Underclass of Workers Created in Iraq
There, at an employment agency called Subhash Vijay Associates, they signed some papers and were handed tickets to Kuwait.
In Kuwait City, the workers were put on a bus and told they were going to "the border."
It didn't stop until they arrived at Q-West, a camp occupied by the 101st Airborne Division near the northern Iraqi city of Mosul. There, the men became part of the largest civilian workforce supporting the U.S. military in history. Subhash Vijay had hired them to work for Gulf Catering Co. of Riyadh, Saudi Arabia, which was subcontracted to Alargan Group of Kuwait City, which was subcontracted to the Event Source of Salt Lake City, which in turn was subcontracted to KBR of Houston.
They were issued ID cards that said "Brown & Root."
In a typical U.S. government contract, there are no restrictions on the number and "tiers" of subcontractors that can be used -- creating situations like the one that Ajayakumar and the other Indian workers were in. The contractor, in this case KBR, often must report only the first tier of subcontractors, meaning that the government is often unaware of how its work gets done or by whom. The General Accounting Office over the past decade has raised concerns about the lack of visibility when multiple layers of subcontractors, especially foreign subcontractors, are involved, but the policy has not changed.
At Q-West, Ajayakumar and Shani worked the day shift scrubbing the floors, carrying boxes and doing other odd jobs for the dining facility. Hamid and Shahjahan worked nights chopping food and helping the cooks. They said they were terrified by the frequent gunfire and mortar and rocket attacks, but what really upset them was the way they were treated by others on the base.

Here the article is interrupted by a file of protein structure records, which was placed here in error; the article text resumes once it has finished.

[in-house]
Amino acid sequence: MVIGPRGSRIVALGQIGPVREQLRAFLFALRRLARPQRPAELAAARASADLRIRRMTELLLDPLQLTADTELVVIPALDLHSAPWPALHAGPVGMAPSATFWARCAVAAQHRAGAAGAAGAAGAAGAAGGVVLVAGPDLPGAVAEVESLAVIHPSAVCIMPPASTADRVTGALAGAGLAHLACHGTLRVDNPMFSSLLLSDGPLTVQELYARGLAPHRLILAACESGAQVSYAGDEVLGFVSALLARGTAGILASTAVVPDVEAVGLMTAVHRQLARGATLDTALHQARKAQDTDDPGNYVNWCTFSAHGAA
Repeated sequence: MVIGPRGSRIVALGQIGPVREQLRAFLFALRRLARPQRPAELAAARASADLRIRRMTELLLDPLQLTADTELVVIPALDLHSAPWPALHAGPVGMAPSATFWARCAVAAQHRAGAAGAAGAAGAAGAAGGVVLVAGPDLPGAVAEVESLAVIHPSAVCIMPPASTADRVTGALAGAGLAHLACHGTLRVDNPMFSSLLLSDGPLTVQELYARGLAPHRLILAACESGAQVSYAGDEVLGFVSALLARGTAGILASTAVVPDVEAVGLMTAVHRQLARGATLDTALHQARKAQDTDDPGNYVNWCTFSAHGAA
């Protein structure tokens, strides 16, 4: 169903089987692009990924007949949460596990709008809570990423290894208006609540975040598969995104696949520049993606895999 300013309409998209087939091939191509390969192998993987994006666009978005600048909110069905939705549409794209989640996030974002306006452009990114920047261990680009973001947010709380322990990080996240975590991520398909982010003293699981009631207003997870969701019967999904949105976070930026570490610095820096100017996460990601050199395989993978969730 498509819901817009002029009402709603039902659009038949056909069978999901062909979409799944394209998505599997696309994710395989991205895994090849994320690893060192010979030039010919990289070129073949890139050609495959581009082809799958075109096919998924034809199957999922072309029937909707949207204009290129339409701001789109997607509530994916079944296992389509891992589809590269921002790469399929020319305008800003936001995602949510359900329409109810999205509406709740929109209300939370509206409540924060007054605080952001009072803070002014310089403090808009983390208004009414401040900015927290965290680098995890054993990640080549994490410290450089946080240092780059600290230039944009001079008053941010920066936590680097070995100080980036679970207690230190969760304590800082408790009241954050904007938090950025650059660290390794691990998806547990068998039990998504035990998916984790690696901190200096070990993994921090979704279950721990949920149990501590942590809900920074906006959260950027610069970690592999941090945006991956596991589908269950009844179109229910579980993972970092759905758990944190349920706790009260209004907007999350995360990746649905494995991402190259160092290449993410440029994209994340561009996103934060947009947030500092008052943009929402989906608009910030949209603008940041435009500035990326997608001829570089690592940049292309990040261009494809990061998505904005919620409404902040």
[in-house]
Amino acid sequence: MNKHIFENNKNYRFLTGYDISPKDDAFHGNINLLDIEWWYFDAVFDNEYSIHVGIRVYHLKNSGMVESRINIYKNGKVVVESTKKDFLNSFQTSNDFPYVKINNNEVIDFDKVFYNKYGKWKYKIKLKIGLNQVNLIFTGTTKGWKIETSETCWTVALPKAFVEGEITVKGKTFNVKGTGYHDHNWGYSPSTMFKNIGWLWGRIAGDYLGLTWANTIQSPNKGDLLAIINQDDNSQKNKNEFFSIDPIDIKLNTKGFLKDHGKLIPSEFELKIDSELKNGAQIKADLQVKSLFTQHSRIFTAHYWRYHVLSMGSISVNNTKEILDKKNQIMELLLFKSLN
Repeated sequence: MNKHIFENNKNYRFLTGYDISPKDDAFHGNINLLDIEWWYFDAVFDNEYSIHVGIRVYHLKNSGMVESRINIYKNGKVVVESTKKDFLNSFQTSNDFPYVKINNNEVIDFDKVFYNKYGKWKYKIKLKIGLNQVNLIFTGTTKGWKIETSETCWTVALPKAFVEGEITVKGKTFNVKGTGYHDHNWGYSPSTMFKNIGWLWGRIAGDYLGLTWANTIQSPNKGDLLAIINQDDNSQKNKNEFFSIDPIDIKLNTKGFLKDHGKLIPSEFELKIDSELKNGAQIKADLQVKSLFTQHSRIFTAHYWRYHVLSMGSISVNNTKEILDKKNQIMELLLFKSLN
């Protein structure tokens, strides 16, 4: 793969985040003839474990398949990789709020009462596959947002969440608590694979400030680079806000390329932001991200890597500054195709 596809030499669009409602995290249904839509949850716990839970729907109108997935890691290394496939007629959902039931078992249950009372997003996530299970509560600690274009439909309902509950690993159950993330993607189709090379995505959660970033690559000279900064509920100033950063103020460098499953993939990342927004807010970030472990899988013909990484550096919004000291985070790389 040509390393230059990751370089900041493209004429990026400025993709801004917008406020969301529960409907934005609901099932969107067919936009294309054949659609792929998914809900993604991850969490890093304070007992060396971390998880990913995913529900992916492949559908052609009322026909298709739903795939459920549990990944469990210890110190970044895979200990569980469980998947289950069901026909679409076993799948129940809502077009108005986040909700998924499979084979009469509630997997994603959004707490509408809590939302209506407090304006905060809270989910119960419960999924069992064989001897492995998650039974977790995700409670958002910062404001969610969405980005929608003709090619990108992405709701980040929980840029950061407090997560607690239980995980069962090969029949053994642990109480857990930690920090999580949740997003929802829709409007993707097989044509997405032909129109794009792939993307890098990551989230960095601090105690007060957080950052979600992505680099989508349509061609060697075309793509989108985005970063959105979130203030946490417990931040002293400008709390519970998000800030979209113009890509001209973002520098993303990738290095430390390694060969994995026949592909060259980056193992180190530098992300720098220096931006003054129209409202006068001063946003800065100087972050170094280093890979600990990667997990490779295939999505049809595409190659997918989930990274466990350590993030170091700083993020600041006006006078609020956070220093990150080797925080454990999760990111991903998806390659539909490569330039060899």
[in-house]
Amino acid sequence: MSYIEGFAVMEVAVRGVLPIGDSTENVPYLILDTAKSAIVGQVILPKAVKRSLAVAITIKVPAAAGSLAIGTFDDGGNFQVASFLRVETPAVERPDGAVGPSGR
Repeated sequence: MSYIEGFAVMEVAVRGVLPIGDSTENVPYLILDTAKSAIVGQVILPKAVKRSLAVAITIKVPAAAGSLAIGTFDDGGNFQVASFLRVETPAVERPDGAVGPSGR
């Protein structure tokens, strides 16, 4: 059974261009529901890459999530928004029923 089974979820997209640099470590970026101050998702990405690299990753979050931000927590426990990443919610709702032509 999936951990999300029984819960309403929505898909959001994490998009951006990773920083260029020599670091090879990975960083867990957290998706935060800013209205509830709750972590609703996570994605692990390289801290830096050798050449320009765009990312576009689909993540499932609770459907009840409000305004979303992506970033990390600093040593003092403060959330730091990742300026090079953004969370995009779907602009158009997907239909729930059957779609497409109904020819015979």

"The attitude of the people was not friendly at all. We were doing a service for these people but they shouted at us and talked down to us," Hamid said.
While their Western managers slept in air-conditioned trailers, they were crammed into tents in 100-degree-plus temperatures. The cooks set aside some rice and curry for them but it was not enough and they had to supplement their food with whatever was left over from the soldiers' meals -- which was often nothing. They were told they could not take the filtered bottled water but instead must drink the Iraqi tap water that was poured into aluminum buckets with tablets of chlorine and chunks of ice. The workers would pick through the soldiers' trash and retrieve the empty water bottles that they would use as cups.
Ajayakumar said he threw up for weeks from the contaminated water. He was allowed to see an Iraqi doctor who gave him one pill -- without explaining what it was for and which did nothing to alleviate his symptoms.
His co-workers had other complaints: that they were assigned to do construction work they weren't hired for, that they weren't adequately compensated for their 12- to 16-hour days, that Hindus were served beef, that Muslims were instructed to handle pork.
© 2004 The Washington Post Company